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Netflix’s video game push sees few subscribers playing with it


Netflix is ​​accelerating its push into video games with plans to double its catalog of offerings by the end of the year, but so far few of the streaming giant’s subscribers are playing.

Since last November, the company has been rolling out the games to keep users engaged between show releases. The games are only available to subscribers, but must be downloaded as separate apps.

The games have been downloaded a total of 23.3 million times and have an average of 1.7 million daily users, according to Apptopia, an app analytics firm. That’s less than 1% of Netflix’s 221 million subscribers.

The importance of games in Netflix’s overall strategy has arguably increased in recent months as the company faces increasing competition for user attention. In the second quarter, Netflix lost nearly a million subscribers, after losing 200,000 subscribers in the first quarter – its first subscriber decline in more than a decade.

In a letter to shareholders last year, Netflix named Epic Games and TikTok among its biggest rivals for People’s Time.

“One of Netflix’s many advantages in pursuing the strategy is the ability to drive engagement beyond the show’s first release on the platform,” said Tom Forte, analyst at Prosek Partners. .

Still, Netflix chief operating officer Greg Peters said last year that the company has spent “many months and really, frankly, years” learning how games can keep customers on the service.

“We’re going to be experimental and try a bunch of things,” Peters said on the company’s fourth-quarter earnings conference call. “But I would say the eyes we have on long-term prize are more focused on our ability to create properties that connect to the universes, the characters, the stories that we’re building.”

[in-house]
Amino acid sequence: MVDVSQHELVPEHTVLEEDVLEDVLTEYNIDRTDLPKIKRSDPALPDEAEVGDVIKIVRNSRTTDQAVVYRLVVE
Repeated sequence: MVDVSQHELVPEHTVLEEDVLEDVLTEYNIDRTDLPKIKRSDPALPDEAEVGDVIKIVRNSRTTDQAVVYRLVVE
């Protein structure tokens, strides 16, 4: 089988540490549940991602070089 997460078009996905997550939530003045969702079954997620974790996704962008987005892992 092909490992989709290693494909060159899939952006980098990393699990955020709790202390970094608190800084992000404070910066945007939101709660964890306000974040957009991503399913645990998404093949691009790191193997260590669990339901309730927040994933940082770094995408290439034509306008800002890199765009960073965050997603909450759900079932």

The company’s current catalog of 24 game apps spans a variety of genres and Netflix shows, such as “Stranger Things: 1984.” Several are inspired by popular card games, such as “Mahjong Solitaire” and “Exploding Kittens”.

The catalog will grow to 50 games by the end of the year, including “Queen’s Gambit Chess,” based on the hit Netflix series, according to a company representative.

Intentionally vague

Netflix has been suspicious of how it plans to make gaming a central part of corporate strategy, rather than just a side hobby.

“We’re still intentionally keeping things a bit quiet because we’re still learning and experimenting and trying to figure out what things will actually resonate with our members, what games people want to play,” Netflix head Leanne Loombe. external games, said during a panel at the Tribeca Film Festival in June.

Netflix hinted earlier this year that it would license popular intellectual property for its new game additions.

“We’re open to licensing, access to big game IP that people will recognize,” Peters said in January. “And I think you’ll see some of that happen over the coming year.”

Netflix has brought in outside developers for its current roster, but has acquired three video game developers in the past year.

All of this adds up to growing investments. Netflix hasn’t disclosed how much it’s spending to grow its video game segment, but the efforts are capital-intensive. Netflix’s acquisition of Finnish developer Next Games cost the streamer an estimated $72 million.

Forrester analyst Mike Proulx noted that Netflix is ​​slowly investing in the game and it still seems to be what it would consider “more of a test and an experiment at this point.” He noted that most people don’t associate Netflix with games.

So far, Netflix game download numbers have lagged well behind major mobile games – Subway Surfers, Roblox and Among Us, to name a few. – which each have more than 100 million downloads, according to Apptopia. Still, downloads have been slowly increasing since May, following a downward trend that began in December.

“We have to please our members by having the best in class,” Netflix co-CEO and co-founder Reed Hastings said in January. “We have to be different in this area. There’s no point in just being in it.”

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